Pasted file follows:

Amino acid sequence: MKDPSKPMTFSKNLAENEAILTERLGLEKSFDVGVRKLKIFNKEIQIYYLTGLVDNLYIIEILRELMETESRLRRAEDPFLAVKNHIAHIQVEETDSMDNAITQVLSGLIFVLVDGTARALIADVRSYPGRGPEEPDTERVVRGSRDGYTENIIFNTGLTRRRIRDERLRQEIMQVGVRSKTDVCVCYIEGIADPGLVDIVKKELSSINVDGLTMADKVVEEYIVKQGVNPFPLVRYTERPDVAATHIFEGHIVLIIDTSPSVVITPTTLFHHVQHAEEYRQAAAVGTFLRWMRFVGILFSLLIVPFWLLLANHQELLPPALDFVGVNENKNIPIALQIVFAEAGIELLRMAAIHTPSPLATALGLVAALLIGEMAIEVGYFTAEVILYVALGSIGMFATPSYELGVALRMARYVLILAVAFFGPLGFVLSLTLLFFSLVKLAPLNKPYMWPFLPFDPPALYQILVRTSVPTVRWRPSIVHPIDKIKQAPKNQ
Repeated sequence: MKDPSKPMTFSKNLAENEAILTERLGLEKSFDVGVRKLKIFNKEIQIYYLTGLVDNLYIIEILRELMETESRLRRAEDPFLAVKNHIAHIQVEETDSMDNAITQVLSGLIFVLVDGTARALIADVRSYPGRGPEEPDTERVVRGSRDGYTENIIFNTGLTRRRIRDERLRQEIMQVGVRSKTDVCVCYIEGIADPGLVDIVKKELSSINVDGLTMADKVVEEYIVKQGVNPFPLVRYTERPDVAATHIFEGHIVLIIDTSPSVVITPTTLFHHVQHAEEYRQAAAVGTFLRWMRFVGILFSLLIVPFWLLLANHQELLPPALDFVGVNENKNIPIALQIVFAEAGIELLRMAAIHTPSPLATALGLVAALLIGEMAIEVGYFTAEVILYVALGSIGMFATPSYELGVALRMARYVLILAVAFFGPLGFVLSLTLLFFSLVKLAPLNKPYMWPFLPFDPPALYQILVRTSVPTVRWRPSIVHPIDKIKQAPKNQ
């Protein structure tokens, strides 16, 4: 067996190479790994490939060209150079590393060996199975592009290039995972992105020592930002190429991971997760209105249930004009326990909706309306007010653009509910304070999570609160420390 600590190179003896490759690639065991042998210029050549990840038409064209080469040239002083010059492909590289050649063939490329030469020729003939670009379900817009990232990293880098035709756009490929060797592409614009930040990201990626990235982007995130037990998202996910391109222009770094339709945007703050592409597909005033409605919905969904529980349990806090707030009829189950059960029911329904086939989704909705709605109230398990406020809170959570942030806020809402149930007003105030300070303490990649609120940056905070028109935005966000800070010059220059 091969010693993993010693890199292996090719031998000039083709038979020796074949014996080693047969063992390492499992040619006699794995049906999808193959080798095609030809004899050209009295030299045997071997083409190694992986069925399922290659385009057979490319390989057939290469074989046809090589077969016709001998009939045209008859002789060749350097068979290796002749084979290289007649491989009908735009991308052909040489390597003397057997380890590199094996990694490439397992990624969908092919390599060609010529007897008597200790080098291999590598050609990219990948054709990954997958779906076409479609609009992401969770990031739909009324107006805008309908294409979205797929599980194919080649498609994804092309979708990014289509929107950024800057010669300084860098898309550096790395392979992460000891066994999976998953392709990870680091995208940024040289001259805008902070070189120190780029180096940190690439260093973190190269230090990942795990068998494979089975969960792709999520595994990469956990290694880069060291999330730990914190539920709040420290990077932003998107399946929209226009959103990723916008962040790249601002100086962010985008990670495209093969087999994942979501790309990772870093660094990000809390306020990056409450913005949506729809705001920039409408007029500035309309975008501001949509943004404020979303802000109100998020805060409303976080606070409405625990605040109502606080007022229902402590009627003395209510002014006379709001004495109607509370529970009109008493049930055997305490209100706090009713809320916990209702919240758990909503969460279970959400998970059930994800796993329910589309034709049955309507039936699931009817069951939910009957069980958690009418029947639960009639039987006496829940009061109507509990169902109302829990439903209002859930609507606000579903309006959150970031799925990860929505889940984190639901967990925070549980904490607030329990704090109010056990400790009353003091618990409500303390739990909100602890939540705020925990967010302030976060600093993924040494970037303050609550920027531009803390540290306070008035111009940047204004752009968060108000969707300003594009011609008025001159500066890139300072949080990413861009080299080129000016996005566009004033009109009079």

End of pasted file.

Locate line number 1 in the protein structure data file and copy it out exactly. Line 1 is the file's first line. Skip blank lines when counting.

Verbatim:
Amino acid sequence: MKDPSKPMTFSKNLAENEAILTERLGLEKSFDVGVRKLKIFNKEIQIYYLTGLVDNLYIIEILRELMETESRLRRAEDPFLAVKNHIAHIQVEETDSMDNAITQVLSGLIFVLVDGTARALIADVRSYPGRGPEEPDTERVVRGSRDGYTENIIFNTGLTRRRIRDERLRQEIMQVGVRSKTDVCVCYIEGIADPGLVDIVKKELSSINVDGLTMADKVVEEYIVKQGVNPFPLVRYTERPDVAATHIFEGHIVLIIDTSPSVVITPTTLFHHVQHAEEYRQAAAVGTFLRWMRFVGILFSLLIVPFWLLLANHQELLPPALDFVGVNENKNIPIALQIVFAEAGIELLRMAAIHTPSPLATALGLVAALLIGEMAIEVGYFTAEVILYVALGSIGMFATPSYELGVALRMARYVLILAVAFFGPLGFVLSLTLLFFSLVKLAPLNKPYMWPFLPFDPPALYQILVRTSVPTVRWRPSIVHPIDKIKQAPKNQ